Historically, sexual activity among women has declined rapidly with age, especially after menopause. More and more, today’s women are demanding more active and meaningful sexual lives well into their 60’s and even longer. While sexual function and desire in women is an exceptionally complex process, doctors have traditionally thought that the decline with age was UNRELATED to testosterone levels. The age-related decline in sexual function and desire was more commonly thought to be related to socioeconomic status, emotional problems, stress, health-related issues of aging, declining estrogen levels and other factors. In fact, there have previously been several relatively large medical studies that looked at the correlation of Testosterone levels in women with sexual function and desire and they have noted inconclusive results. That is, these studies indicated that the changes in women’s sexual lives with age could not be related to declining testosterone levels. As a result, many of today’s traditional doctors do not measure, let alone treat, low testosterone in women in contrast to the relatively aggressive treatment of this condition in men.
It is interesting to note that most wellness practices today do treat women for low testosterone. Despite the previous lack of medical research delineating a correlation of testosterone levels with sexual desire, women who are treated with testosterone seem to be much happier, healthier, more energetic and more sexually active. Thus, empirically, over time the connection between testosterone and sexual desire has become very evident in the alternative medical practices.
In early 2015, a major study appeared in the Journal of Sexual Medicine. This study looked at 560 health Danish women and the researchers came to the conclusion with a great degree of statistical probability that “women’s sexual desire is overall statistically correlated with the level of … testosterone and [other testosterone like hormones]”. So finally there is evidence that supports the empirical findings noted in many wellness physicians’ offices today. It is now becoming more clear that it is important to measure and ultimately to treat low testosterone in women and that this treatment will have a positive impact on women’s sexual function and drive.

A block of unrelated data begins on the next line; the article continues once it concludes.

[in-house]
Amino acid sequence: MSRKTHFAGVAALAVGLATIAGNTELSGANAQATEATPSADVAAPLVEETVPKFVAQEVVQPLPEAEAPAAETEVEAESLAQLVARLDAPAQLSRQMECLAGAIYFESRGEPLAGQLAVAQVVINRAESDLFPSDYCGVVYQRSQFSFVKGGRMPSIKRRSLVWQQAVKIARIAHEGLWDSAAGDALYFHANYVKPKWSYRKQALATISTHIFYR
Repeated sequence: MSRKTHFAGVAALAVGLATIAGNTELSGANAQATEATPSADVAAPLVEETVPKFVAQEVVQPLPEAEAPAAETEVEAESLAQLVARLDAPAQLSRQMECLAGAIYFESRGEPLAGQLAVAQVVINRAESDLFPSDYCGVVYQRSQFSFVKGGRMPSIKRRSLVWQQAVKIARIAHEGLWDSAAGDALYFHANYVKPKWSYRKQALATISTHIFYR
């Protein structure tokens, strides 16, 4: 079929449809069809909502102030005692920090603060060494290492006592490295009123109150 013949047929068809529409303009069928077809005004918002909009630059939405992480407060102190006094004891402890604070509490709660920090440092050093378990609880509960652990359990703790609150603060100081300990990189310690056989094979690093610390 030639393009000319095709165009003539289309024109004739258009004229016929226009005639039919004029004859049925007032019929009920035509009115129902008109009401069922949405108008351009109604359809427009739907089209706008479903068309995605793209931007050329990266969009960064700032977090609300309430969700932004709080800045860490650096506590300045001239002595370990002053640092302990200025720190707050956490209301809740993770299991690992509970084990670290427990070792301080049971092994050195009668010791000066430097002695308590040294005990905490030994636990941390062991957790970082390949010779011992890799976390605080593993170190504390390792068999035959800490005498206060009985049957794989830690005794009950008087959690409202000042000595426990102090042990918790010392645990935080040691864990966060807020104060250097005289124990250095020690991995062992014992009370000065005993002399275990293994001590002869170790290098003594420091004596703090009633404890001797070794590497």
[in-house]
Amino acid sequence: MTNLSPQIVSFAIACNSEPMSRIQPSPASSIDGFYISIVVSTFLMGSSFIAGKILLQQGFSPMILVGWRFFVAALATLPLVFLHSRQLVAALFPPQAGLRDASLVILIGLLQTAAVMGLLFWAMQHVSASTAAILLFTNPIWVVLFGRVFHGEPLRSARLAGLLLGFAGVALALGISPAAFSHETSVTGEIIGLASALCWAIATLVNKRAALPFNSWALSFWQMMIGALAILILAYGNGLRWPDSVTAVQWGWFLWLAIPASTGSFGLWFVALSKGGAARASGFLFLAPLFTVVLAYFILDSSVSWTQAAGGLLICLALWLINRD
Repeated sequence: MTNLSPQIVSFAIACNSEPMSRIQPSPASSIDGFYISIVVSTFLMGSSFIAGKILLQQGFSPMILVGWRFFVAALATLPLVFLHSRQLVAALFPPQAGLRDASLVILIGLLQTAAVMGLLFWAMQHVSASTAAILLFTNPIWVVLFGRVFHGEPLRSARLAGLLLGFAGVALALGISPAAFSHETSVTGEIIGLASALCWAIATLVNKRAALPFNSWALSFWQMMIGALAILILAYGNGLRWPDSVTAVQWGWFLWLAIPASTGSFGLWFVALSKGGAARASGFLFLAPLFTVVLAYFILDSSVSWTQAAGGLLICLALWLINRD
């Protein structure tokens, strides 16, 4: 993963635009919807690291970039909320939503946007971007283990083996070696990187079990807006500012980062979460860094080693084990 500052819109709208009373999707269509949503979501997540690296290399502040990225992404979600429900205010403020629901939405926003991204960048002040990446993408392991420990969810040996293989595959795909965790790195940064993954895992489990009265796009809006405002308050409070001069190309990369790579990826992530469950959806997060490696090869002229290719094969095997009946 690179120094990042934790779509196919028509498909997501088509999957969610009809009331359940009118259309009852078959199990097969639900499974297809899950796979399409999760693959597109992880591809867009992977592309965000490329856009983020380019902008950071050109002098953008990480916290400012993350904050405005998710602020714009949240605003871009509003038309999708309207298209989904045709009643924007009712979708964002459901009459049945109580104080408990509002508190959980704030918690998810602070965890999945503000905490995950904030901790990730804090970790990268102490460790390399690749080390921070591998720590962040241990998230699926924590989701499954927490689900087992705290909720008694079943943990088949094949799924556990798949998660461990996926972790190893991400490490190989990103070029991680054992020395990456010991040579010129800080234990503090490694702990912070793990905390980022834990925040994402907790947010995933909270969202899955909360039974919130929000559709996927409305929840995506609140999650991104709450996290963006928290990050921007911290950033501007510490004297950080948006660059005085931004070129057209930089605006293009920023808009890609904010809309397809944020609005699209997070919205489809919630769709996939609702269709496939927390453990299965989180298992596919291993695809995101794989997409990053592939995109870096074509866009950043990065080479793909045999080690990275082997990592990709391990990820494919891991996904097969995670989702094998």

There was one other very interesting finding in the JSM study. Women who have been on birth control pills frequently experience a decline in sexual drive and satisfaction. The authors of the study noted that when synthetic hormone-based ovulation control (BCP) is used, there is a feedback action to the pituitary gland in the brain. This causes the pituitary to manufacture less of the pre-hormones necessary to make testosterone for use in the body. In addition, there is an increase in the production of a binding protein in the blood called sex hormone binding globulin (SHBG). SHBG tightly binds circulating testosterone causing it to be less effective in the tissues. So, there is a combined effect of less testosterone being produced and what is produced is more bound to the circulating protein. The net effect is to lower sexual drive, function and satisfaction. Talk about a contradiction!! Take BCP so that sexual activity is less likely to produce a baby, yet in some women, the effect of the BCP is to lower the desire for sex itself.
The bottom line is that it is now becoming much clearer that testosterone is an important hormone in women’s health and, in particular, women’s sexual function. Measurement and management of testosterone in women is going to allow them to enjoy their later years with better sexual function and satisfaction. This, in turn, will lower one of the biggest relationship stressors in the aging years – maintenance of sexual intimacy.